Description of During Reading Part I
____________________________________________________________________________________When assigning a reading assignment, the objective is not merely the act of reading but the comprehension of the text by the reader. Comprehension can best be described as: "The act of constructing meaning." Comprehension is a verb, an action, an activity. As such, it is something that must be demonstrated to students. During comprehension, connections are formed between information and the student. The great question then becomes: "How do we insure our students comprehend?"
Two good ways are questioning and text structure. In order to ask effective questions, one must be aware of the three states of information. These states are:
Literal: Information that is explicitly stated in the text.
Interpretive: Information that is implicitly conveyed through the text.
Application: Information that is beyond the text.
By formulating questions that address these three types of information, the teacher can gauge the amount of comprehension the student has achieved.
Application in History
Reading is a fundamental part of the study of history. History without text is merely conjecture. In order for history to be relevant subject matter, it must have direct application to current affairs. Merely being associated with the present by being the past is not enough to warrant the study of history. Events and people in history must have a direct application to events and people in the present. It is through the relationships that develop between man and economy or States and gender or commodities and society that we began to see the multiple causality of events. Multiple causality, relationships, the interrelations of time and space are the real lessons of history. When history is reduced to names and dates it becomes irrelevant and thus expendable.
In previous blogs I have explored cotton in the construction and destabilization of the South's economy. A literal question would determine whether or not the student had read the material and could locate information within the text. An example follows:
What did Eli Whitney invent?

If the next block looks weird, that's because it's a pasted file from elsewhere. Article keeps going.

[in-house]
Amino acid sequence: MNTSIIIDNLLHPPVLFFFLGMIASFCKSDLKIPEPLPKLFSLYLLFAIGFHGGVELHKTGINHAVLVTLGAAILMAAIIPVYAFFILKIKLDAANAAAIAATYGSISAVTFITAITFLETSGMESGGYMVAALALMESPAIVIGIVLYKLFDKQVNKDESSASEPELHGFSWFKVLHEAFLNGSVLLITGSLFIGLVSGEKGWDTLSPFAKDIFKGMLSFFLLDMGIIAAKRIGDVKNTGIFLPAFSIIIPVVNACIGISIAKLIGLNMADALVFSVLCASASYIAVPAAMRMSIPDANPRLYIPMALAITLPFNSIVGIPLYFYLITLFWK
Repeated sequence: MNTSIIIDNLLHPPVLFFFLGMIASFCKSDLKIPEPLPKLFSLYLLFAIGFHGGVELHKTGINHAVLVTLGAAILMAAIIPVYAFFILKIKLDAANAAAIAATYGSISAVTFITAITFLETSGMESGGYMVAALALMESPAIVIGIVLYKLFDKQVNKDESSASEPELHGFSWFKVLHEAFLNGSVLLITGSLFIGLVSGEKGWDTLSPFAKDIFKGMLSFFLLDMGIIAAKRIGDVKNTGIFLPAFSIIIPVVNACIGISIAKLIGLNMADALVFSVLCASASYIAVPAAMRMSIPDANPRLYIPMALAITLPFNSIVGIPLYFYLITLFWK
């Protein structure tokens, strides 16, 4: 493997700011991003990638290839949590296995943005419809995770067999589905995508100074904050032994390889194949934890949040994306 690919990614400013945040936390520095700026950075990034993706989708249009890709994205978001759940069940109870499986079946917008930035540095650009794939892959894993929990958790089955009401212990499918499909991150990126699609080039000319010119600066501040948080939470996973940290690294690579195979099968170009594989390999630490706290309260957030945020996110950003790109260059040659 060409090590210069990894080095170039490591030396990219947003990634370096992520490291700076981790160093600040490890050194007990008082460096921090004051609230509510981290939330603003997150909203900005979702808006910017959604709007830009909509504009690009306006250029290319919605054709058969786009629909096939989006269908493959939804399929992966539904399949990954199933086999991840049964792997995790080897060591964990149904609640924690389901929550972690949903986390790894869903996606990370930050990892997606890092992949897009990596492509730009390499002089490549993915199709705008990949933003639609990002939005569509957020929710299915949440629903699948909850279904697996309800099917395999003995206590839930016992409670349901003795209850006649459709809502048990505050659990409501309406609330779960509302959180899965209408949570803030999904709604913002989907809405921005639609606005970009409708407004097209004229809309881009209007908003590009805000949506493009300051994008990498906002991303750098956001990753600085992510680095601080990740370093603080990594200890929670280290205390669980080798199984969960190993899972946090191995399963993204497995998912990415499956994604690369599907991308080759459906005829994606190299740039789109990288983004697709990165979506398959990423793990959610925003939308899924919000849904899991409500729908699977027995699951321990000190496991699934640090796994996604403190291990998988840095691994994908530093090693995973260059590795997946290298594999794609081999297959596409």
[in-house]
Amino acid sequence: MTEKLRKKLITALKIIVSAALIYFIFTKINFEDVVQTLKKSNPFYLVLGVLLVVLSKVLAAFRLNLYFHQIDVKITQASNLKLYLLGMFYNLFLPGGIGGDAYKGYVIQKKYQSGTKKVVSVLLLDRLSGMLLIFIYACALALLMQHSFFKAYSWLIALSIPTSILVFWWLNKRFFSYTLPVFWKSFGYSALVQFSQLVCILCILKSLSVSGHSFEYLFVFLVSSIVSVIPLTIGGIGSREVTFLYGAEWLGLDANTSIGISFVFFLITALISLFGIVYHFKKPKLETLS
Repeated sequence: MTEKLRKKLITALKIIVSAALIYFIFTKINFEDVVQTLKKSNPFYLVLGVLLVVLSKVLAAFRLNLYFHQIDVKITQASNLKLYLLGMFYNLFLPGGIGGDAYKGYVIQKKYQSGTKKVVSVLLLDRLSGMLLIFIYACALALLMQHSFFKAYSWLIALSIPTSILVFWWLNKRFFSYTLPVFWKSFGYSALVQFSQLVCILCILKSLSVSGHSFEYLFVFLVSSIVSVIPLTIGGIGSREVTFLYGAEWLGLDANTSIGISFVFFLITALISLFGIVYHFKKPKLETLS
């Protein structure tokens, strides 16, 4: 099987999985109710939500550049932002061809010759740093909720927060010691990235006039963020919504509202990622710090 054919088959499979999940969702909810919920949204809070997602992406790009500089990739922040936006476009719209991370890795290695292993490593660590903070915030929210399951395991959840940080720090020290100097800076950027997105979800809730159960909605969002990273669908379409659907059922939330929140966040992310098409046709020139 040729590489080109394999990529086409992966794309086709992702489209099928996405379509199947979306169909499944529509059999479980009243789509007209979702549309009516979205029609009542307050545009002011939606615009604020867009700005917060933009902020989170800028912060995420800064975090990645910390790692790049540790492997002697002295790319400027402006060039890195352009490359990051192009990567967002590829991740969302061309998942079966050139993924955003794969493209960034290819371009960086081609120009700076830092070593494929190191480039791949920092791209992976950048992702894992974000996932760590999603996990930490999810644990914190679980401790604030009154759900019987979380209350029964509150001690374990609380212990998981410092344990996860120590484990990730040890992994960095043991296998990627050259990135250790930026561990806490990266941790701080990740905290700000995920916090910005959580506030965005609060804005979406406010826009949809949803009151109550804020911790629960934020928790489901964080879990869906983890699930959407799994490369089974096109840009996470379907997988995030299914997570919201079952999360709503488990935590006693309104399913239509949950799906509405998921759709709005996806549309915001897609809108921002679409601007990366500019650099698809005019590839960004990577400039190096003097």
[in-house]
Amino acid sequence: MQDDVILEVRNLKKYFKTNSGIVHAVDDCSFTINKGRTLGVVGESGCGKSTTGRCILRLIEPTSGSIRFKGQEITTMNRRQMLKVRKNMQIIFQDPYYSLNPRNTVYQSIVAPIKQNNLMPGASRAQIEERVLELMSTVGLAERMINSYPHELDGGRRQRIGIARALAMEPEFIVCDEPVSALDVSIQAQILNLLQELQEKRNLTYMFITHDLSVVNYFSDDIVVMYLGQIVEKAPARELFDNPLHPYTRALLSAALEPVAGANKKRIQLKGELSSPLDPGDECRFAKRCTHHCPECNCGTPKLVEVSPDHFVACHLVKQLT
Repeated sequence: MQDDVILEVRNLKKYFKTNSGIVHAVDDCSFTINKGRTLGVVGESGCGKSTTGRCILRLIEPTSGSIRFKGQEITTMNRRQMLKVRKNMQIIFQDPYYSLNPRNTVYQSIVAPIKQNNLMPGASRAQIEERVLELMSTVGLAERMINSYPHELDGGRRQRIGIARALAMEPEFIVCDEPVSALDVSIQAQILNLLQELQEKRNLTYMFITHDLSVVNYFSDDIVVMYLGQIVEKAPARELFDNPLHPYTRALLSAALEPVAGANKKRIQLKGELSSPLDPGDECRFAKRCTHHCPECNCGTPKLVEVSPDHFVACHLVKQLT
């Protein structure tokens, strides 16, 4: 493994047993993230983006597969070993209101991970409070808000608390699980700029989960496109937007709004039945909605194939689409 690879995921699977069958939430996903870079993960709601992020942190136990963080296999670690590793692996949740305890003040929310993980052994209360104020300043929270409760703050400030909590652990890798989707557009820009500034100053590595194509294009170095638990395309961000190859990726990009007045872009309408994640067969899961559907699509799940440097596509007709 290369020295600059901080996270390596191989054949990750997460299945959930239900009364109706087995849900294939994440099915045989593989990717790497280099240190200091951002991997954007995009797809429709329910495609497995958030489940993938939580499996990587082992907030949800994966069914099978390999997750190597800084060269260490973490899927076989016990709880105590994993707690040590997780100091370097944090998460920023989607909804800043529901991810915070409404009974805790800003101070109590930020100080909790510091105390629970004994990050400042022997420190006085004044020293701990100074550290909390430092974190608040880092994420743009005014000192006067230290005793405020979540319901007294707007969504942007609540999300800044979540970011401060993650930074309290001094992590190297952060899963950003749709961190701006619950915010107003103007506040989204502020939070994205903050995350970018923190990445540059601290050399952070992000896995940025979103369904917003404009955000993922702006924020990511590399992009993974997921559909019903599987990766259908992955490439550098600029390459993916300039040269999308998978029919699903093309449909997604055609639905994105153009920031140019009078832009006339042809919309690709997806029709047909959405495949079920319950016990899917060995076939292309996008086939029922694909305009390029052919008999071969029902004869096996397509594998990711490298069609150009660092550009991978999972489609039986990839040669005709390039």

This question addresses a key component of the text. The answer, the cotton gin, is one of the main topics of the discussions. If the student has not identified the cotton gin within the text then it is necessary to re-teach, re-read, or at the very least, review the material. Literal questions tend to determine levels of retention, but not high level comprehension.
The next type of question would be interpretive. An example follows:
Did Eli Whitney live in the nineteenth or twentieth century?
The preceding question addresses another key component of the text, the time period. However, the text never explicitly states when Eli Whitney lives. In order to discern this information a student must "read between the lines." Since the text places the invention of the cotton gin before the start of the Civil War and the Civil War was from 1861-1865, the answer would have to be: nineteenth. The purpose of questions like these is that they demonstrate that the student is making connections between various pieces of information in the text that aren't explicitly tied together. Interpretive questions give the teacher the opportunity to explore the level of comprehension the student has achieved and check for understanding.
The third level is application. An application question asks the student to take a concept, derived from the text, and apply it to another piece of information outside of the text and show the relationship. This is the highest level of comprehension and evidence that the student is fully comprehending the text. An example follows:
How is the blockade of the South in 1861 similar to the financial and trade embargo enacted by the United States on Cuba in 1961?
This question asks the student to take both literal and interpretive knowledge from their text and compare it to an outside event, in this case: the embargo of Cuba. The purpose of a question like this is to encourage students to think critically and determine relationships between information and concepts. In the case of this particular question, the ties between economy and political stability is explored. The embargo of Cuba, just as the blockade of the South, greatly destabilized the economy. The ultimate effects of both acts was a reconfiguration of the agricultural sector. In Cuba, the commodity was sugar, in the South, cotton. By asking the students to concentrate on the similarities, rather than the differences, the teacher encourages examination, by the student, of "big picture" thinking.
Ultimately, all three styles of questions are necessary. It is impossible to answer an application question if the literal questions haven't been addressed. By utilizing reading guides that address the three types of comprehension, the teacher can identify and encourage comprehension.